On their sophomore outing, the Lawrence, MA duo set out to prove that their initial collaboration wasn’t a one-time only get together just for the hell of it. Instead, “2012” was one of many releases steadily bringing back a seminal element in hip-hop music: The MC and the DJ/producer group-combo. Acts like Eric B. & Rakim, Gang Starr, and even DJ Jazzy Jeff & The Fresh Prince took that concept and ran with it for years, with high success in the hip-hop community even after their respective break-ups. Only now on this, with Stat behind the boards and Term behind the mic, you can actually hear the chemistry between both artists who love their respective crafts.

The album cover is kind of prophetic, with both artists on a dish in the President’s office, with Obama in the background. Also, of note is that, in 2012, both men turned 30 years of age. Which is not to say that either man turned old, but to shed further light on their connection as there are several spoken-word vocal samples from a year-in-review audio for the year of their birth, 1982. Stat’s beats were more improved this time around, containing better break-beats and more interesting samples. With slavish devotion to sampling and digging in the crates, Stat showed why he’s one of the most sought-after producers of the underground. His beats appeal to the underground thugs, lyrical monsters, and backpackers alike. Case-in-point: The lyrically autobiographic “Lights Down” sounds like it samples part of a musical with thick cowbell drums while the Havoc/Roc Marciano mic-assisted “Thug Poets” has a sampled piano/synth loop with strong snares. On this album, from this reviewer’s ears, it sounds like Stat has a reservoir of early 70’s and pre-1970’s vinyl at his disposal.

And despite Termanology’s desire to stay true to hip-hop, he has the ability to do so while appealing to a pop audience. “Up Every Night” has him flowing effortlessly over the Stat’s borderline radio-friendly production, same with “Happy Days” which features ill verses from fan-favorites such as Bun B and the late Mac Miller with the hook sung by Shawn Stockman from Boyz II Men (what happened to them, by the way?). Term’s lyrics vary from struggling talented rapper trapped in drug dealing to partying kingpin. Seems clichéd and shallow, right? But only if packaged in such a way that no one going to sign for it, like a UPS ground delivery. Term doesn’t have that problem because he’s not some one-dimensional thug-rapper. He crafts lyrics in a way that don’t necessarily glorify, but rather explain the pros and cons of the street lifestyle. As Term quotes on “Everything”, he’s “just tryna make the shit sound authenticious”. “Hard to Forget” has Term over an undeniable drum break with a mellow backdrop, spittin’ a story of betrayal reminiscent of Jay-Z’s “A Week Ago”:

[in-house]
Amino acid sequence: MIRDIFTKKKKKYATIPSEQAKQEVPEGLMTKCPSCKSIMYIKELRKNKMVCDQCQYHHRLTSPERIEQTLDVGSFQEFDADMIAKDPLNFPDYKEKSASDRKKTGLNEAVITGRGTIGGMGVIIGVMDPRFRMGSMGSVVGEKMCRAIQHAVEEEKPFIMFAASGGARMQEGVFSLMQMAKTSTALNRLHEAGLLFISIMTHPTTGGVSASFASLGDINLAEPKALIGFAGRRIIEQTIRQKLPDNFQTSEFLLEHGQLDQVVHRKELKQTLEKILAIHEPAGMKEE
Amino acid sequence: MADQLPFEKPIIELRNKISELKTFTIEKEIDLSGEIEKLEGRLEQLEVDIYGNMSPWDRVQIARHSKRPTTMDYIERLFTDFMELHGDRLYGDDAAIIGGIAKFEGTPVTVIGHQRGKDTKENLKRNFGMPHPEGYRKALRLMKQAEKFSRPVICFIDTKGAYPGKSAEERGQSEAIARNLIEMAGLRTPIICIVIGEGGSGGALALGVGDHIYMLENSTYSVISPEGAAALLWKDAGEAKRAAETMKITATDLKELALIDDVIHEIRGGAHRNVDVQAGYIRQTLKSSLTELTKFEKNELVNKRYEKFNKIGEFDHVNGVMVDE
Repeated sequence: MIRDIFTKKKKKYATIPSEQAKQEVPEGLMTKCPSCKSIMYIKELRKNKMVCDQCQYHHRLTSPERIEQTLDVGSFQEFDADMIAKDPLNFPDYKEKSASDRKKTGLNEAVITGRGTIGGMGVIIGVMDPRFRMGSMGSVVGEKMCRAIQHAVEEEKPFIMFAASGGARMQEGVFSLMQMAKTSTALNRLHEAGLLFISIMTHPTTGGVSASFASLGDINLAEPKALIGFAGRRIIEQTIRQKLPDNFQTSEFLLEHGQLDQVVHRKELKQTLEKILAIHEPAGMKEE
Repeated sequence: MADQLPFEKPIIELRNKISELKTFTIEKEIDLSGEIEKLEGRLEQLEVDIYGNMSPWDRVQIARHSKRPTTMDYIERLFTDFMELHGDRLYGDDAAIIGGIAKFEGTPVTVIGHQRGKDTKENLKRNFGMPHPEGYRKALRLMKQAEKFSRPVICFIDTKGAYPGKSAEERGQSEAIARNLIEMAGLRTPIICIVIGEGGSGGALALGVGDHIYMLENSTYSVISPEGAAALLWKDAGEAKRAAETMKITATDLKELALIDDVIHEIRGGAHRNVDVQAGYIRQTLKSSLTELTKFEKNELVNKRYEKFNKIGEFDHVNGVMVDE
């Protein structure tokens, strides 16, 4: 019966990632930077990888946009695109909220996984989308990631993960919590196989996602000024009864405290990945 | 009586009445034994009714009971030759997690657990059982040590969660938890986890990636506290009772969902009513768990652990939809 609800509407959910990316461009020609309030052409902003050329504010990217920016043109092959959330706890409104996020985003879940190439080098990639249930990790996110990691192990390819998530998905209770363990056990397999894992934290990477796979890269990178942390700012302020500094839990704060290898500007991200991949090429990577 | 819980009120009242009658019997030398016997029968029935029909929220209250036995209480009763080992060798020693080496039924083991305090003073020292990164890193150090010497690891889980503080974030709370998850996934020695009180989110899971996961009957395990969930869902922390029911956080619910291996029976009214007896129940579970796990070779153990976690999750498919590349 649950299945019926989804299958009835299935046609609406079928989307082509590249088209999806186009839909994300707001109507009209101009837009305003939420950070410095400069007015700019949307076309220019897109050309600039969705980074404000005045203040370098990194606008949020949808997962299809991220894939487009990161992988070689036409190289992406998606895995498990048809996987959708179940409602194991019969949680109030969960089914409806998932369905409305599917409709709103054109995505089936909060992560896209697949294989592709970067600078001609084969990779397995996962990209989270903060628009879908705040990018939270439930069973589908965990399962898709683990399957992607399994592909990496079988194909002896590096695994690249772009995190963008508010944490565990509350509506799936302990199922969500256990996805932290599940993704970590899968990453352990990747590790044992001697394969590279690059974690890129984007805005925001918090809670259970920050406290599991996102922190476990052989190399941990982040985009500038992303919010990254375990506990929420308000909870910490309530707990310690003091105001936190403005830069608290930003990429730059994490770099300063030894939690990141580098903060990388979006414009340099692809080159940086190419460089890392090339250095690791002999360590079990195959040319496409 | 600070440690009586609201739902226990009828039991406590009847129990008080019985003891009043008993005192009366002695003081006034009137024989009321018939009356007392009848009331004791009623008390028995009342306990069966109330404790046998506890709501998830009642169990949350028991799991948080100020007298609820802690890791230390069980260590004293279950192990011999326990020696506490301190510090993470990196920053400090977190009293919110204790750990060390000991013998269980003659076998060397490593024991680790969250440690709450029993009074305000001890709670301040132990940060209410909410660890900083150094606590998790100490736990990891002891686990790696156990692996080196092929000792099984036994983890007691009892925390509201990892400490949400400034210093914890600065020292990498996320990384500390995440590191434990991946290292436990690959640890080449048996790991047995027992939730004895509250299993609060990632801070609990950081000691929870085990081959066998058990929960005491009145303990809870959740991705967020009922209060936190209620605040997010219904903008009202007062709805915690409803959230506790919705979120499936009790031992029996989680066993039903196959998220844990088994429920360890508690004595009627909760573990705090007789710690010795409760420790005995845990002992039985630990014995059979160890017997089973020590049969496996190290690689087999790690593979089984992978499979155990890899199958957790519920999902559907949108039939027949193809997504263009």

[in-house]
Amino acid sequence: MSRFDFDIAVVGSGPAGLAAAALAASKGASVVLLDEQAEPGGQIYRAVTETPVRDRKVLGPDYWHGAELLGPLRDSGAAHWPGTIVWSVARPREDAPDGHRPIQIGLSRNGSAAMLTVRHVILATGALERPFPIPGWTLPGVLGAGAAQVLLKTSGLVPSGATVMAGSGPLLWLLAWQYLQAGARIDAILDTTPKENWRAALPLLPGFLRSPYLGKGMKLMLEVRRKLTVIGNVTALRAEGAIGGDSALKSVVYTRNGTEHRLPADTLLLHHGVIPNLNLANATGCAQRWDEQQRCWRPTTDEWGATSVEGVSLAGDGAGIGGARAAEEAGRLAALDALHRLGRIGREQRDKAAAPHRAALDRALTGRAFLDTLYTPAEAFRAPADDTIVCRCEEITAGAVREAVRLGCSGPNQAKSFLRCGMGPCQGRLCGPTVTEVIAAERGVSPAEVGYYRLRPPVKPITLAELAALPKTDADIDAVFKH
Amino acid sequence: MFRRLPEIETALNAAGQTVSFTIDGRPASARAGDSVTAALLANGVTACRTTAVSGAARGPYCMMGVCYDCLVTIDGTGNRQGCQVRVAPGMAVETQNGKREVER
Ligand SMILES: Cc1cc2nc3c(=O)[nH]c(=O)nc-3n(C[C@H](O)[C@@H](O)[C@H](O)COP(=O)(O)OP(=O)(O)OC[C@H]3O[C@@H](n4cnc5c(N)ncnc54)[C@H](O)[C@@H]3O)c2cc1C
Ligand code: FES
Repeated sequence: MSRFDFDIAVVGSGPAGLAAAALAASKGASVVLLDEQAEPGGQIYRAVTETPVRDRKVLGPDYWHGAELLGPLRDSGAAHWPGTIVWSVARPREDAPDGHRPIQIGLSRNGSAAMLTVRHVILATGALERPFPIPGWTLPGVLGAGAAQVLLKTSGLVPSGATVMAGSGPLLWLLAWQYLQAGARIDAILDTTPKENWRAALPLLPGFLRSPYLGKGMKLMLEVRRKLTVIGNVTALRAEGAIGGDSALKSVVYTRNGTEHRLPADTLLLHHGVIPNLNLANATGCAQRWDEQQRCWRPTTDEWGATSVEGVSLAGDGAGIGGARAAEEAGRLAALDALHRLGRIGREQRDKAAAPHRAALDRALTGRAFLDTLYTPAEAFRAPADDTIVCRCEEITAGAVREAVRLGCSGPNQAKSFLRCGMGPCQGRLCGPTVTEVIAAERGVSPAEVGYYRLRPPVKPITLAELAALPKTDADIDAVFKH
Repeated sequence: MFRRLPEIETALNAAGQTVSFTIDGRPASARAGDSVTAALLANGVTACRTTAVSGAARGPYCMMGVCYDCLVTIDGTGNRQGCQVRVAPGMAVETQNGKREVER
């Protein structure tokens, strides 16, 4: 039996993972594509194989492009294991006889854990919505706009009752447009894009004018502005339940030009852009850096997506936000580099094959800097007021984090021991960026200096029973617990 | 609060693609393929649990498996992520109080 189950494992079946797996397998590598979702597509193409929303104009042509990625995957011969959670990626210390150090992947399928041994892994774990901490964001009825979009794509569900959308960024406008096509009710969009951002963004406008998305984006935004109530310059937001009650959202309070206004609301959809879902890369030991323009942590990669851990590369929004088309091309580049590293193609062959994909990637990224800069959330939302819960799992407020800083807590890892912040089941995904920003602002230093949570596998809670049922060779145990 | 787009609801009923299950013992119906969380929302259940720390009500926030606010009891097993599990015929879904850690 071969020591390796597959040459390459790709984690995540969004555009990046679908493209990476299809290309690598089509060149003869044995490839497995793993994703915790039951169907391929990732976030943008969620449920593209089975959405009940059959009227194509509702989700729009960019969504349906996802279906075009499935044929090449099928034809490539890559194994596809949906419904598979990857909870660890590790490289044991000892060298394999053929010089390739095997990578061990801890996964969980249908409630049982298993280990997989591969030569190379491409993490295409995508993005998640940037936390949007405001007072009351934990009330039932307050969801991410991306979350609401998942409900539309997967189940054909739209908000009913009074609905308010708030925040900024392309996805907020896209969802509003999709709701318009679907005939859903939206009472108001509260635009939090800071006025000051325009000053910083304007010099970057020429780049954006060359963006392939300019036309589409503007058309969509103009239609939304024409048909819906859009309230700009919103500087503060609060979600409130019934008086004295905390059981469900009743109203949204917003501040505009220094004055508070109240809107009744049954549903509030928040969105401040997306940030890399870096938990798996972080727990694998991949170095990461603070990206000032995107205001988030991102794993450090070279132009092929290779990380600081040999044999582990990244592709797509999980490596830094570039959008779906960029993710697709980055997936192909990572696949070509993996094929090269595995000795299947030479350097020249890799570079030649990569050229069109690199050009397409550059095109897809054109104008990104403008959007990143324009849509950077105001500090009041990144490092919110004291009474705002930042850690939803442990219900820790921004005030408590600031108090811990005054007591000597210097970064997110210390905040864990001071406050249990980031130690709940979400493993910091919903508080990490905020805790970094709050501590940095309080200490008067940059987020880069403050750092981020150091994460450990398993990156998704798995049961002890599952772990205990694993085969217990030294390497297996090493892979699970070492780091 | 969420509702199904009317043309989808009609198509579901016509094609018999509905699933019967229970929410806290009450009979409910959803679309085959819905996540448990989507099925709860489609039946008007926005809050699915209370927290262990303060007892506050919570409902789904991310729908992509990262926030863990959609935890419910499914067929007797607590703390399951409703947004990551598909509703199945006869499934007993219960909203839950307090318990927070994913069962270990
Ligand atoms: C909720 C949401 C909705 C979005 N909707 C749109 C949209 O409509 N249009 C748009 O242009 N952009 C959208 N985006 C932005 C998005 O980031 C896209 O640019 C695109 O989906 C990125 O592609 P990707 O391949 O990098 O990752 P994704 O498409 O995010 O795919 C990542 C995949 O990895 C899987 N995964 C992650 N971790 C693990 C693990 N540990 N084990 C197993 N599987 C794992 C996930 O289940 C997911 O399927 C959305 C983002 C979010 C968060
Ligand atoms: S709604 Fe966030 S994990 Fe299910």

If I fronted you a pack and you never paid me back
Just know I ain’t forget it, but you just deaded your credit
Not a chicken wing, not a French fry, not a piece of gum
Not even a pull of a mid-grade reefer blunt
Sorry for being blunt but I can’t stand a snake
Just another hand to shake

Ike Turner, Annie Mae

“Right Now” is fantastic, but suffers because of the repetitive gospel vocal sample. The last verse has Term lamenting hip-hop’s current state, but is a little ruined by the last bar:

I can’t take it any more
There’s no Big Tiggers in the basement anymore
There’s no more skills whole place spitting bars
Just a juvie and a cause, damn
No more creativity The ability to raise the bar lyrically
Comparing me, mentally, I’m a top ten MC

While he’s a dope MC, he’s not in the top 10, IMO. Term sounds his most commercial on the quite-polished “Live it Up” featuring Lil’ Fame from M.O.P, complete with female singing on the hook. The lyrics and hook are like Term’s variation of Drake’s “Y.O.L.O.”. With all his guest appearances, the one where he had an inevitable “Eminem murdered on your own shit” moment was on “Make It Out Alive”. Beatwise and lyric-wise the track comes hard, but they made a mistake by putting hungry, versatile all-around self-confessed thug Freddie Gibbs on it. Even with Slaughterhouse’s Crooked I also providing an assist, it’s Gangsta Gibbs who came the hardest like he just left a titty bar:

I just hopped off another bitch
Another city on my tour another couple zips
Smoked up and if you low, I get you motherfuckers sent
Do it on the daily just to pay my motherfucking rent
I keep the Pyrex kitchen set, I’m a trap vet
Coming out the G it’s a blessing to get a rap check
Tell me, is you pub wit’ niggas that be busting out in public
Middle of the day, I’m on some thug shit
And if I die prematurely, don’t let my killer see the jury
Chop them niggas up for me, they’ll never make it out alive

I’d venture to say that Gibbs’ vivid, graphic and unapologetic point-of-view has propelled him to the forefront of the mostly-dead gangsta rap sub-genre. Overall, Term and Stat stepped it up and delivered the goods. Considering this was both released in and named after an election year, this duo has shown that they can campaign successfully for promoting quality hip-hop.


Statik Selektah & Termanology :: 2012
8.5Overall Score